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EnglishEdit

 
Walruses with tusks.
 
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Men with elephant tusks.

PronunciationEdit

Etymology 1Edit

From Middle English tusk (also tux, tusch), from Old English tūx, tūsc (grinder, canine tooth, tusk), from Proto-Germanic *tunþskaz (tooth), extended form of Proto-Germanic *tanþs (tooth), from Proto-Indo-European *h₃dónts (tooth). Cognate with Saterland Frisian Tusk (tooth), West Frisian tosk (tooth), Icelandic toskur (a tusk, tooth) (whence the Old Norse and Icelandic Ratatoskr and Ratatoskur respectively), Gothic 𐍄𐌿𐌽𐌸𐌿𐍃 (tunþus, tooth) and *𐍄𐌿𐌽𐌳𐌹 (*tundi, thorn, tooth). More at tooth.

NounEdit

tusk (plural tusks)

  1. One of a pair of elongated pointed teeth that extend outside the mouth of an animal such as walrus, elephant or wild boar.
    Until the CITES sales ban, elephant tusks were the 'backbone' of the legal ivory trade.
  2. A small projection on a (tusk) tenon.
  3. A tusk shell.
  4. (carpentry) A projecting member like a tenon, and serving the same or a similar purpose, but composed of several steps, or offsets, called teeth.
  5. A sharp point.
  6. The share of a plough.
TranslationsEdit

VerbEdit

tusk (third-person singular simple present tusks, present participle tusking, simple past and past participle tusked)

  1. To dig up using a tusk, as boars do.
  2. To gore with the tusks.
  3. (obsolete) To bare or gnash the teeth.

Related termsEdit

ReferencesEdit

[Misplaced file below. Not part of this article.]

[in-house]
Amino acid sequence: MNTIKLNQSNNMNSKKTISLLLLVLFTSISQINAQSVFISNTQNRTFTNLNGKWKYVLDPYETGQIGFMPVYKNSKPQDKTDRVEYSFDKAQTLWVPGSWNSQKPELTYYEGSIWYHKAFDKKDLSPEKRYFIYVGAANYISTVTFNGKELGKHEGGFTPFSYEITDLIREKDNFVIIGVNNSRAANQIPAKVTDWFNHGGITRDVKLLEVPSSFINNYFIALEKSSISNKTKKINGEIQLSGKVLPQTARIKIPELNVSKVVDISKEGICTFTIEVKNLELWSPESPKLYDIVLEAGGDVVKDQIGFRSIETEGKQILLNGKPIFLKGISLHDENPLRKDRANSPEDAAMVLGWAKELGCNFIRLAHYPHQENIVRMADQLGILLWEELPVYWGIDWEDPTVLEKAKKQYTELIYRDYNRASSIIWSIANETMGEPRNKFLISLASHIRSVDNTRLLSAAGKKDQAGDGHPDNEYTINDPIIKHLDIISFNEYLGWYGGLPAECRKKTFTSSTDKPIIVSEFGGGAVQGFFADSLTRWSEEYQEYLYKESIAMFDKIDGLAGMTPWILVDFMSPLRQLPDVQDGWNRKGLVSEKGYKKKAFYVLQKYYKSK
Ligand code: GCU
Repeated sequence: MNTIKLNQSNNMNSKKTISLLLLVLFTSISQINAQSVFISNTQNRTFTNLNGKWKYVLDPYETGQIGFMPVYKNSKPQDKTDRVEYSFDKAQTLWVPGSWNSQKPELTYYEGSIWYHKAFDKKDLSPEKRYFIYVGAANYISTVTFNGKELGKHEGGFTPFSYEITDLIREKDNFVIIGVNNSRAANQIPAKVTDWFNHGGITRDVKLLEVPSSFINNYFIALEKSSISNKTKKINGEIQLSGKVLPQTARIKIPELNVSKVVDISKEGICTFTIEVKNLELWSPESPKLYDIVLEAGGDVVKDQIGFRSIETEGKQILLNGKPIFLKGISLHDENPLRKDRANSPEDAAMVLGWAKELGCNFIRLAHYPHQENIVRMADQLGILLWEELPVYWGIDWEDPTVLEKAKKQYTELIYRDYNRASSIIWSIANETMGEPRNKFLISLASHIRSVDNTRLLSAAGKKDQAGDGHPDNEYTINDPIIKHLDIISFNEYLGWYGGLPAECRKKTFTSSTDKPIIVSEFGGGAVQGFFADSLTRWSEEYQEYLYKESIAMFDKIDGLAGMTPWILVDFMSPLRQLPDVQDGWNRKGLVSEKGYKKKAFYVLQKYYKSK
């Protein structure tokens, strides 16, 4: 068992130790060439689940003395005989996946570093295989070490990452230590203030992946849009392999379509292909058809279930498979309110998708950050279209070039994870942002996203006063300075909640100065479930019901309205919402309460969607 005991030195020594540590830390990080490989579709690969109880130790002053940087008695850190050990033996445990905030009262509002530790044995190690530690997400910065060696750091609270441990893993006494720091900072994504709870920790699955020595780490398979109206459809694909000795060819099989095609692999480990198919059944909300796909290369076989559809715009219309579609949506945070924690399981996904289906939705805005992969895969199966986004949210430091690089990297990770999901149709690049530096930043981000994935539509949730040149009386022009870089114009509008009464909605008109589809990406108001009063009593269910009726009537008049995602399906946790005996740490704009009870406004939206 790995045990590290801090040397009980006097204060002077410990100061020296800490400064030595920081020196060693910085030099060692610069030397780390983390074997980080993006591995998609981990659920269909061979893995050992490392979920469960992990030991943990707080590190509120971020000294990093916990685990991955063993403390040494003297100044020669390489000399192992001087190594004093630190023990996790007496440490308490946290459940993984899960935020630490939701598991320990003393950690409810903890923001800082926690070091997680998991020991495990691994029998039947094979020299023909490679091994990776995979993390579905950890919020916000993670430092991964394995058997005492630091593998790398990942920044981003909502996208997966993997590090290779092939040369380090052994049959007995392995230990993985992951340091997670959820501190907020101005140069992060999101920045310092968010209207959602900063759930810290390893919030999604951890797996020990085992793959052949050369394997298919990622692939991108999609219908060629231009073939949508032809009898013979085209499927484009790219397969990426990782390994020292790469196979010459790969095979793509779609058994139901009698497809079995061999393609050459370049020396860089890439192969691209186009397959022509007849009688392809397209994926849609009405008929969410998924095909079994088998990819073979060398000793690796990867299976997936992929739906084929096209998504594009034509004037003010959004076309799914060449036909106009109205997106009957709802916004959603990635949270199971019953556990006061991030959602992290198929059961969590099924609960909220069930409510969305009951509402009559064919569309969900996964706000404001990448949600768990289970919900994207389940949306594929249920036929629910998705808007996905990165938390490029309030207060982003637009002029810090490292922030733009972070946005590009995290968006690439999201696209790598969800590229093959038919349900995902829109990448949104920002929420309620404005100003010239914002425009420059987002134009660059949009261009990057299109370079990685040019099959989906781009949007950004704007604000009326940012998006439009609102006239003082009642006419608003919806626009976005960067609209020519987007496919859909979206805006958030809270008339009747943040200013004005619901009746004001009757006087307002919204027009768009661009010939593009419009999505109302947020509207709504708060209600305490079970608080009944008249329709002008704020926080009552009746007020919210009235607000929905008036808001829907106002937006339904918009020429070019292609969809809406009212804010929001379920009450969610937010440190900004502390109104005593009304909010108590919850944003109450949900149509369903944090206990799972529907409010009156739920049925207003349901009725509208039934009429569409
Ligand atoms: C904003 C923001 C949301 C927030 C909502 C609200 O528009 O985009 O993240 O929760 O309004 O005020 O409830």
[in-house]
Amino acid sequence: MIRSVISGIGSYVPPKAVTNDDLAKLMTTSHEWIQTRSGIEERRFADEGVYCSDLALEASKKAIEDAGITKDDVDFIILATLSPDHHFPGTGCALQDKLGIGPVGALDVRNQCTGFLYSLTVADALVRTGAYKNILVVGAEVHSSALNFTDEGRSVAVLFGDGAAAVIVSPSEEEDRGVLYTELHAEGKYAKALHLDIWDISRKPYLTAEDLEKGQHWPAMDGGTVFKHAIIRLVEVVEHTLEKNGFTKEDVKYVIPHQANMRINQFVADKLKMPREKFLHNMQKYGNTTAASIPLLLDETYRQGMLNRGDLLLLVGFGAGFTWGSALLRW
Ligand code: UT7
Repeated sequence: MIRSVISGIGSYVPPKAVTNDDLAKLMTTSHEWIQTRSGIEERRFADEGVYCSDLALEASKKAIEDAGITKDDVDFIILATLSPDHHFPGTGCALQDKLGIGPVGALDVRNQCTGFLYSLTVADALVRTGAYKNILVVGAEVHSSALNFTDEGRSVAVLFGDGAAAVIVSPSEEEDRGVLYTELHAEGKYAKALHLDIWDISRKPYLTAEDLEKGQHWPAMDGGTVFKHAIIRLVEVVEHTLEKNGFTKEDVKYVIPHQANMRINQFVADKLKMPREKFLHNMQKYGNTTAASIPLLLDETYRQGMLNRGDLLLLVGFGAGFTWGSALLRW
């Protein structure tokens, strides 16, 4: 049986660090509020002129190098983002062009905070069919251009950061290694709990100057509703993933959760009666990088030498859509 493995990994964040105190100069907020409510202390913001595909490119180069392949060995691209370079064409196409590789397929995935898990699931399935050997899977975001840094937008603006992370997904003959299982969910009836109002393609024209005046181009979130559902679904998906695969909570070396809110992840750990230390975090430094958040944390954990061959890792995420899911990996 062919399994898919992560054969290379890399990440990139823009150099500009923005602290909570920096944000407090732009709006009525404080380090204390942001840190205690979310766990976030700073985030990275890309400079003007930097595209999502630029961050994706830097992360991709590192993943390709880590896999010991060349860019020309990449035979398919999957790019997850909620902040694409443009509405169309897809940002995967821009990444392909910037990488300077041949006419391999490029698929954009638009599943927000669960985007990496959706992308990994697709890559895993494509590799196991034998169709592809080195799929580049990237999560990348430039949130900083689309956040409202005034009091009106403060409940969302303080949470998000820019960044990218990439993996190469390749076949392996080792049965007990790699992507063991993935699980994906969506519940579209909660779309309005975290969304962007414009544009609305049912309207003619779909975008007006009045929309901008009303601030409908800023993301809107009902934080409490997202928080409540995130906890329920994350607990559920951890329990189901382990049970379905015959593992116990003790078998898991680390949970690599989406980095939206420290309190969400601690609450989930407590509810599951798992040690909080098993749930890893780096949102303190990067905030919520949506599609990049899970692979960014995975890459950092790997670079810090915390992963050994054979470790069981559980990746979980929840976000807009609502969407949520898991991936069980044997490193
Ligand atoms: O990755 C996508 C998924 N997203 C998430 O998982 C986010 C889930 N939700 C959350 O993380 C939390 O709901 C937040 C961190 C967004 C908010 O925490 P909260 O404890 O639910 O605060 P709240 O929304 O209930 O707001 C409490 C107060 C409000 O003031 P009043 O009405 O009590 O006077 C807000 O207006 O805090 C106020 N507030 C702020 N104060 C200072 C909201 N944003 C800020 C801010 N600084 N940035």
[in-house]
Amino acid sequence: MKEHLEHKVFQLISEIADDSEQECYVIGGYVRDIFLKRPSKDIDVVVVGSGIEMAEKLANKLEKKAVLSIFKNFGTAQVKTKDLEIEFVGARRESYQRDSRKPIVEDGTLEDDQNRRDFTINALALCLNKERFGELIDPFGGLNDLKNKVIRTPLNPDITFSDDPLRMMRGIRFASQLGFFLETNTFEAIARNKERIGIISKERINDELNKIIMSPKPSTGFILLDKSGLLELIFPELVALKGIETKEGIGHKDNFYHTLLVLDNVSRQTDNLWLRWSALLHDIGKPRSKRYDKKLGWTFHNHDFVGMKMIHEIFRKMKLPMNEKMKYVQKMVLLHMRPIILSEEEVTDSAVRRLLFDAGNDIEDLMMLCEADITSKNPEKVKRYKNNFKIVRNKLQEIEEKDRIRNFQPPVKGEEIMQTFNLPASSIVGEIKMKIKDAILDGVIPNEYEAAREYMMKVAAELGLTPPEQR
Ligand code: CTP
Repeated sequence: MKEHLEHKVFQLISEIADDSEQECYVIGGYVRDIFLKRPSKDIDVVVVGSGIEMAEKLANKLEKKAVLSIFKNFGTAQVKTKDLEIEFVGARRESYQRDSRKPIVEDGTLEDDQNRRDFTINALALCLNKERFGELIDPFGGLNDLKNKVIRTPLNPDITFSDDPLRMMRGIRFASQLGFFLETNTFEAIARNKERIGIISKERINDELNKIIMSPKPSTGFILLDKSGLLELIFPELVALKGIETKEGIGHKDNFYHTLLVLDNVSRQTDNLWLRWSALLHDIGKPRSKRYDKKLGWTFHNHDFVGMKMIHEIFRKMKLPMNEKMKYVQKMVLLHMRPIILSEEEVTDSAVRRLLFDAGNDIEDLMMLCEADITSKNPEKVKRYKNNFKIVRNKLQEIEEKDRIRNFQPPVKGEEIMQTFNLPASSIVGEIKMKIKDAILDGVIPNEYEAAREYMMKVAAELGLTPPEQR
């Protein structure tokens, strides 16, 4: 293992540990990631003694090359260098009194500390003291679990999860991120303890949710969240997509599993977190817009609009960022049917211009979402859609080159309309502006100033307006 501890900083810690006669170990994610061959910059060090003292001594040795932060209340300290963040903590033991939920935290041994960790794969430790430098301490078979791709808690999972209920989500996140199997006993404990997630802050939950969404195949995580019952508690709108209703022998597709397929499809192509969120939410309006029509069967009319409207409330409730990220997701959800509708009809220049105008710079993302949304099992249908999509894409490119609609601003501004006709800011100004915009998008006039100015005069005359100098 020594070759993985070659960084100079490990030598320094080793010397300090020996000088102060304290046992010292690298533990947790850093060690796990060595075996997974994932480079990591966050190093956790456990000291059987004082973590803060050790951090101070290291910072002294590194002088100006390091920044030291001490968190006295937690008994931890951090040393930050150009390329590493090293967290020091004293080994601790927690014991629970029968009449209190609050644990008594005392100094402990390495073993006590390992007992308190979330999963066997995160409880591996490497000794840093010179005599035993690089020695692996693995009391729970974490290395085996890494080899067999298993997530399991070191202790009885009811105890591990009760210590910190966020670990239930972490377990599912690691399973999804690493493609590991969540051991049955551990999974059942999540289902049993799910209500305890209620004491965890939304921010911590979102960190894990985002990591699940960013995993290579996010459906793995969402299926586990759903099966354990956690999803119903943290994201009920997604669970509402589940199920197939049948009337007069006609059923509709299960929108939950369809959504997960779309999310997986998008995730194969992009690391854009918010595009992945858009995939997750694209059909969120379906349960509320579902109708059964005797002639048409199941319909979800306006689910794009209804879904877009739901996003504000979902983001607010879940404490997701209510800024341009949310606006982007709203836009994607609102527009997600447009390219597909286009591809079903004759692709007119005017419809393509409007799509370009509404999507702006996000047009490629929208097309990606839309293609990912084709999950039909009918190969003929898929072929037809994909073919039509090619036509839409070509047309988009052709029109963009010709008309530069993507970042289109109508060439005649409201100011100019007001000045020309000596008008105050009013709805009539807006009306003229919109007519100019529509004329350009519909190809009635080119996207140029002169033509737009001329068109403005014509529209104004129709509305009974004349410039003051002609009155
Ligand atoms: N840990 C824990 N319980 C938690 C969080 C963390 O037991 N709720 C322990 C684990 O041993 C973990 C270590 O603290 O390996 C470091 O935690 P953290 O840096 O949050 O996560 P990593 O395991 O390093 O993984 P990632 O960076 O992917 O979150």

• tusk” in Douglas Harper, Online Etymology Dictionary, 2001–2019.
  • Webster's Seventh New Collegiate Dictionary, Springfield, Massachusetts, G.&C. Merriam Co., 1967

Etymology 2Edit

You can help Wiktionary by providing a proper etymology.

NounEdit

tusk (plural tusks)

  1. A fish, the torsk (Brosme brosme).

Part or all of this entry has been imported from the 1913 edition of Webster’s Dictionary, which is now free of copyright and hence in the public domain. The imported definitions may be significantly out of date, and any more recent senses may be completely missing.
(See the entry for tusk in
Webster’s Revised Unabridged Dictionary, G. & C. Merriam, 1913.)


LudianEdit

EtymologyEdit

Related to Finnish tuska. Ultimately from Russian тоска́ (toská, melancholy).

NounEdit

tusk

  1. pain

Middle EnglishEdit

Alternative formsEdit

EtymologyEdit

From Old English tūx, from earlier tūsc, from Proto-Germanic *tunþskaz. Compare tusshe.

PronunciationEdit

NounEdit

tusk (plural tuskes)

  1. A tusk (protruding long tooth)
  2. Any long and sharp tooth.
  3. (rare) The end of a spear.

Derived termsEdit

DescendantsEdit

  • English: tusk
  • Scots: tusk

ReferencesEdit


Old FrisianEdit

Alternative formsEdit

EtymologyEdit

Cognate with Old English tūsc.

NounEdit

tusk m

  1. tooth

InflectionEdit

DescendantsEdit


VepsEdit

EtymologyEdit

Related to Finnish tuska. Ultimately from Russian тоска́ (toská, melancholy).

NounEdit

tusk

  1. boredom